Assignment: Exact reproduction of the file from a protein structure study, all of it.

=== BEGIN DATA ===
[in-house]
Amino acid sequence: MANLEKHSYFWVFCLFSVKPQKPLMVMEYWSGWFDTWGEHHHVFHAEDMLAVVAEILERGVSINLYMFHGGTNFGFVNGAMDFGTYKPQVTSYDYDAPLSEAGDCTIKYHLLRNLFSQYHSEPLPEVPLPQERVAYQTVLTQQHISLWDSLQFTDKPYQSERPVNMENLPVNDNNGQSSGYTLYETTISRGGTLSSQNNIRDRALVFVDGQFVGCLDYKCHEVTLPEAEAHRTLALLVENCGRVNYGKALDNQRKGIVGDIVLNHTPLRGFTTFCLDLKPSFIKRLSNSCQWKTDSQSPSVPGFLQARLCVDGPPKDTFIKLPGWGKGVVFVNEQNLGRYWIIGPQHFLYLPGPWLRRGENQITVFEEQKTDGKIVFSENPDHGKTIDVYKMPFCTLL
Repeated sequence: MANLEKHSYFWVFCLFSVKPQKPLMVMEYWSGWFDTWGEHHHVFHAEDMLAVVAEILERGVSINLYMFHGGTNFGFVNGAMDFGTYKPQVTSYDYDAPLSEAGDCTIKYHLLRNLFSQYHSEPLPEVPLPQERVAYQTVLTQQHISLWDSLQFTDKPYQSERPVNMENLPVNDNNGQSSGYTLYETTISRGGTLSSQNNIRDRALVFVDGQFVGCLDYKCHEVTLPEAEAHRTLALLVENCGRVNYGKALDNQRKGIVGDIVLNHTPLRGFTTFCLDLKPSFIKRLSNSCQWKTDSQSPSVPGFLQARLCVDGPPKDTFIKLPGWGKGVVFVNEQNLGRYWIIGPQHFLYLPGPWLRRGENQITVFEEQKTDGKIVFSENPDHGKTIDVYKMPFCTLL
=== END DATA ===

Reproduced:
[in-house]
Amino acid sequence: MANLEKHSYFWVFCLFSVKPQKPLMVMEYWSGWFDTWGEHHHVFHAEDMLAVVAEILERGVSINLYMFHGGTNFGFVNGAMDFGTYKPQVTSYDYDAPLSEAGDCTIKYHLLRNLFSQYHSEPLPEVPLPQERVAYQTVLTQQHISLWDSLQFTDKPYQSERPVNMENLPVNDNNGQSSGYTLYETTISRGGTLSSQNNIRDRALVFVDGQFVGCLDYKCHEVTLPEAEAHRTLALLVENCGRVNYGKALDNQRKGIVGDIVLNHTPLRGFTTFCLDLKPSFIKRLSNSCQWKTDSQSPSVPGFLQARLCVDGPPKDTFIKLPGWGKGVVFVNEQNLGRYWIIGPQHFLYLPGPWLRRGENQITVFEEQKTDGKIVFSENPDHGKTIDVYKMPFCTLL
Repeated sequence: MANLEKHSYFWVFCLFSVKPQKPLMVMEYWSGWFDTWGEHHHVFHAEDMLAVVAEILERGVSINLYMFHGGTNFGFVNGAMDFGTYKPQVTSYDYDAPLSEAGDCTIKYHLLRNLFSQYHSEPLPEVPLPQERVAYQTVLTQQHISLWDSLQFTDKPYQSERPVNMENLPVNDNNGQSSGYTLYETTISRGGTLSSQNNIRDRALVFVDGQFVGCLDYKCHEVTLPEAEAHRTLALLVENCGRVNYGKALDNQRKGIVGDIVLNHTPLRGFTTFCLDLKPSFIKRLSNSCQWKTDSQSPSVPGFLQARLCVDGPPKDTFIKLPGWGKGVVFVNEQNLGRYWIIGPQHFLYLPGPWLRRGENQITVFEEQKTDGKIVFSENPDHGKTIDVYKMPFCTLL